Posts filed under ‘Black Mangrove Propagules’
(blog posts for this project begin with a retroactive entry)
20 January 2009
This bag is filled with black mangrove (Avicennia germinans) propagules that a fish breeder in Texas shipped to me in exchange for some livebearers. Black mangroves produce propagules via cryptovivipary, a process through which the seed sprouts and begins to grow while still attached to the mother plant. Many other mangrove tree species use this same strategy. The reasons for the predominance of cryptovivipary among mangroves are not fully understood, but may have to do with the harsh seashore conditions in which mangroves grow: perhaps the large propagules are better able than small seeds to withstand salty water, intense sun and buffeting waves. In some mangrove species the propagules are covered with buoyant husks and may float long distances before settling and sprouting.
Black mangrove occurs in costal areas in the tropical Atlantic, including the east coasts of Central America and South America, the Caribbean and Africa’s west coast. In the US it is found in Florida, Texas and Louisiana. Black mangrove is physiologically adapted to purge salt through leaf glands, so it can grow in saltwater to brackish conditions where few other plants can survive. The muddy substrates in mangrove areas are also rich in nutrients and organic matter. In response to the highly anoxic (oxygen-starved) conditions that develop under these circumstances, black mangrove roots grow upright pneumatophores, pencil-like structures that emerge from the mud and bear numerous oxygen-conducting pores. Small black mangrove pneumatophores are visible beneath mature plants in the picture below.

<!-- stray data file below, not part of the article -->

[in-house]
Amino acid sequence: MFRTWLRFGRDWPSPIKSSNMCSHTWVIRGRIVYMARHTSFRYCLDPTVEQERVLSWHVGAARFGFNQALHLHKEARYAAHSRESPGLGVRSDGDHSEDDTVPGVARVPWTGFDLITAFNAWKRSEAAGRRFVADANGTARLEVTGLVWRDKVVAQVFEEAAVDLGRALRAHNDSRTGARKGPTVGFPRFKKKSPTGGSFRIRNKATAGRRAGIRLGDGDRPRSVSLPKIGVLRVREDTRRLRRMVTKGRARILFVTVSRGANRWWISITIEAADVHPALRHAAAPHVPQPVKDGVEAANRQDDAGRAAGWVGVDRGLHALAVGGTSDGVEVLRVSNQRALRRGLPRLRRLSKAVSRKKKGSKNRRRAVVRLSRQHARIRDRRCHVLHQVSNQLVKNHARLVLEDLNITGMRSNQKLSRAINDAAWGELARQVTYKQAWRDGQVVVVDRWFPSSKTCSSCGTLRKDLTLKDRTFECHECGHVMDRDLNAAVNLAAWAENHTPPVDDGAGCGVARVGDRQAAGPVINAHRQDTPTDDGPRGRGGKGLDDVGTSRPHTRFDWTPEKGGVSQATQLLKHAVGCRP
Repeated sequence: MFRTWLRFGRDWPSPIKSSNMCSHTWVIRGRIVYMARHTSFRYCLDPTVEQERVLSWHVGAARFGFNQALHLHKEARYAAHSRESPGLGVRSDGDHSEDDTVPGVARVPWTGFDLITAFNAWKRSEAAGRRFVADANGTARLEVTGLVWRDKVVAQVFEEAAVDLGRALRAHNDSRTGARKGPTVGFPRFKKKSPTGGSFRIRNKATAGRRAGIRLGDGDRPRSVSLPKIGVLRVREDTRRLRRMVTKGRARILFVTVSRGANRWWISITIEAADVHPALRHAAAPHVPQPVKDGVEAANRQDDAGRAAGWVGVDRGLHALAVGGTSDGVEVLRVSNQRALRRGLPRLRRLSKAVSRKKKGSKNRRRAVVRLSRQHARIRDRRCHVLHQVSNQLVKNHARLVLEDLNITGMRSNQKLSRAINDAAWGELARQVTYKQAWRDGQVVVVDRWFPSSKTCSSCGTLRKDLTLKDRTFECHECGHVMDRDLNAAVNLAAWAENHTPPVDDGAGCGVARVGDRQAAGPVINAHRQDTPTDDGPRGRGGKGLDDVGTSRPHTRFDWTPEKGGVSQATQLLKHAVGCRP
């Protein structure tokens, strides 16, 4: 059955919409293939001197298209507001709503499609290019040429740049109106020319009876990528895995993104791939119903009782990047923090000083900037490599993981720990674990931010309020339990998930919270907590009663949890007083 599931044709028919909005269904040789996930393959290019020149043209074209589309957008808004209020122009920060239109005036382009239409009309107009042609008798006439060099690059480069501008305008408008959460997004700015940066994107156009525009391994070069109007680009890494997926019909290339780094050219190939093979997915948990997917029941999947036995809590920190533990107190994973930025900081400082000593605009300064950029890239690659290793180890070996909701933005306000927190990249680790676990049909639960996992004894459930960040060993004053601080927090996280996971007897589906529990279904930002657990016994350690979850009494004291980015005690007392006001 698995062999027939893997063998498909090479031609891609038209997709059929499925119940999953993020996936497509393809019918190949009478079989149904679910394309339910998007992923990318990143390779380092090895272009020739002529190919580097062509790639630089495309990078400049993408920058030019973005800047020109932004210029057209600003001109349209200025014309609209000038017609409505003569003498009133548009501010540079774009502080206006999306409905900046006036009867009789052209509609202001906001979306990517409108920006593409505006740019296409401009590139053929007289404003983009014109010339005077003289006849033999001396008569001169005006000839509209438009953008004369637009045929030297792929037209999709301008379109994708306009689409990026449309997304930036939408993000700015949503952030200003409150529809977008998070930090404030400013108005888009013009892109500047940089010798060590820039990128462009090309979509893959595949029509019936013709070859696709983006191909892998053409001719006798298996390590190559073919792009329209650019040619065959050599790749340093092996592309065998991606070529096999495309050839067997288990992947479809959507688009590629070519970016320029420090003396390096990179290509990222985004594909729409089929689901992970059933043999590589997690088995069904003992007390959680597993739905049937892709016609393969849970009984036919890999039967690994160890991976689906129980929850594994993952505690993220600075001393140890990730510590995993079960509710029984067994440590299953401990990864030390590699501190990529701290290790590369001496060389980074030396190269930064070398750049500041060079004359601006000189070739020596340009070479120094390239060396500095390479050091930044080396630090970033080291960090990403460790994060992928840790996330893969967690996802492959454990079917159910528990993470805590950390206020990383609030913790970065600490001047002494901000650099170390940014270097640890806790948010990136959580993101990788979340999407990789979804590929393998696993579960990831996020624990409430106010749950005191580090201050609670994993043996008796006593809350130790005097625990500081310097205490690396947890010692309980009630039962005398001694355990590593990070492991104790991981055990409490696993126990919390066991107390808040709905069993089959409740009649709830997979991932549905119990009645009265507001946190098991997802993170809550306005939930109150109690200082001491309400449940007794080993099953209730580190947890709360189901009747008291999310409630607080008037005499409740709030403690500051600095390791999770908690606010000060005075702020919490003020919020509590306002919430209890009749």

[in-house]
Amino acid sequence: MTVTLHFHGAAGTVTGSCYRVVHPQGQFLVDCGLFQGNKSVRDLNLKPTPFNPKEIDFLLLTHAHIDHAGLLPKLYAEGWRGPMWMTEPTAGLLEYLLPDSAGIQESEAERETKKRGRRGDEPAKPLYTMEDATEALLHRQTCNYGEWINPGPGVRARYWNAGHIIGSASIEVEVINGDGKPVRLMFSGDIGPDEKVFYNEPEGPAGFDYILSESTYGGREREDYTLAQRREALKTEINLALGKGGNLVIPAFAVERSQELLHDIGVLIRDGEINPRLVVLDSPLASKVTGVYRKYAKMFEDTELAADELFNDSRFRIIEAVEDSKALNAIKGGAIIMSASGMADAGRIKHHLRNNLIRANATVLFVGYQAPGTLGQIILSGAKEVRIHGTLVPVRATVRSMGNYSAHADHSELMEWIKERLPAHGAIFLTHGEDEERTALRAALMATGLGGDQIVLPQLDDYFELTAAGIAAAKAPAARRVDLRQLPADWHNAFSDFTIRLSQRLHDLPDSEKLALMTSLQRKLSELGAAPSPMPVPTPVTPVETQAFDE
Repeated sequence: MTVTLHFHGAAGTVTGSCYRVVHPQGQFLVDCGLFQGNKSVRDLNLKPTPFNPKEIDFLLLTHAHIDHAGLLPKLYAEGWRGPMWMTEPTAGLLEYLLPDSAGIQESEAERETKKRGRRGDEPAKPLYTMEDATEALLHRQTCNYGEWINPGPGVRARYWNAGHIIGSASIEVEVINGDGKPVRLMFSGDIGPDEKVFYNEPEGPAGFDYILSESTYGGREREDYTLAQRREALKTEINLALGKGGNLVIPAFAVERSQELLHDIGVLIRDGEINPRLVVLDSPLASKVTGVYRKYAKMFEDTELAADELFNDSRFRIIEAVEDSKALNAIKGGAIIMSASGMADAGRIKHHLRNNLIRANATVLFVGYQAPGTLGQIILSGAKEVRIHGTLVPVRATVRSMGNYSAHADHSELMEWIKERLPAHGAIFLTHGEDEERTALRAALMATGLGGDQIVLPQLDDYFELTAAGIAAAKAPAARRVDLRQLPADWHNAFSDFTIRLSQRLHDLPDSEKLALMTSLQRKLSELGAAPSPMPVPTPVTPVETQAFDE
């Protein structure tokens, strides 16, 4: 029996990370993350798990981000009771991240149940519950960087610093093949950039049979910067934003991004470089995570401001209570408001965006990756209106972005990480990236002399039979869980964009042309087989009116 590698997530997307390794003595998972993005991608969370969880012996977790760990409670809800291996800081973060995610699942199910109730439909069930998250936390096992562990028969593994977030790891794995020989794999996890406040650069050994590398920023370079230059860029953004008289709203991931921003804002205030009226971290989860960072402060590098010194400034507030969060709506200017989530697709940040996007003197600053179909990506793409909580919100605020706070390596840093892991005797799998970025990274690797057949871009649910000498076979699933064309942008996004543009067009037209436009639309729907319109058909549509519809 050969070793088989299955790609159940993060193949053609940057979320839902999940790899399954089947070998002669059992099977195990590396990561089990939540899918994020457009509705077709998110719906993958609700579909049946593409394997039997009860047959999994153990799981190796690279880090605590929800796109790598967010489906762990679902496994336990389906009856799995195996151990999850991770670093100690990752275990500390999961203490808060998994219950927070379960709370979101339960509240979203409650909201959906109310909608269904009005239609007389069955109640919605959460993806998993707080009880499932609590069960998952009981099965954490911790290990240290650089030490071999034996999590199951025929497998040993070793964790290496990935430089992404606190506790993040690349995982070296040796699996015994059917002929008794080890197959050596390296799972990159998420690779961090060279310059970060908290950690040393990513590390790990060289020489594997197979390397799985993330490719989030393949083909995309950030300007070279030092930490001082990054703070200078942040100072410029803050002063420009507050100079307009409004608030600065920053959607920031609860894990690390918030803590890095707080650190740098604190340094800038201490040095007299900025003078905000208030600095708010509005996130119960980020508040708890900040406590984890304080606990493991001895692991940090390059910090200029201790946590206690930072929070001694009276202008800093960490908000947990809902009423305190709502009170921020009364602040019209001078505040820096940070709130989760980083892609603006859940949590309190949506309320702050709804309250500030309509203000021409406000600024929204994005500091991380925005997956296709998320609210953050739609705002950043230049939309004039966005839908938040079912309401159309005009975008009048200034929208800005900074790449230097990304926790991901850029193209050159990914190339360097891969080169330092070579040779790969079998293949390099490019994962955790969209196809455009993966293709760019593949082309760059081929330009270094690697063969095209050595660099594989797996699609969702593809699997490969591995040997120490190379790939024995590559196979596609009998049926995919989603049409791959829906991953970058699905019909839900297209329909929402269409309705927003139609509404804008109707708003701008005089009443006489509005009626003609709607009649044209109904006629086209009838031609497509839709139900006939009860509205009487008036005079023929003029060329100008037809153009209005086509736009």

Of the three mangrove tree species that occur in the United States, red mangrove (Rhizophora mangle) apparently tolerates the saltiest conditions and can grow well in full seawater. Black mangrove and white mangrove (Languncularia racemosa) generally grow at higher intertidal zone locations in somewhat fresher water.
Red mangrove is already a popular plant for aquariums with brackish water fish and as an element in reef aquarium refugiums. Black mangrove and white mangrove have seen little use in marine tanks and these species might poorly tolerate full-time exposure to saltwater. The author’s searches also produced no accounts of their use in freshwater aquariums. This experience with A. germinans is a test and might reveal an interesting new plant for riparium displays.
Most of the propagules went into shallow trays filled with water and saturated gravel. I planted more than thirty in hanging planters. The hobbyist who sent me the box of propagules indicated that they sprout best when lying on the substrate surface. His experiences also suggested that unlike red mangrove, A. germinans tolerates pruning well. Since wild mangroves usually grow in full sun, it will be interesting to see how black mangrove performs under fluorescent T5 lighting.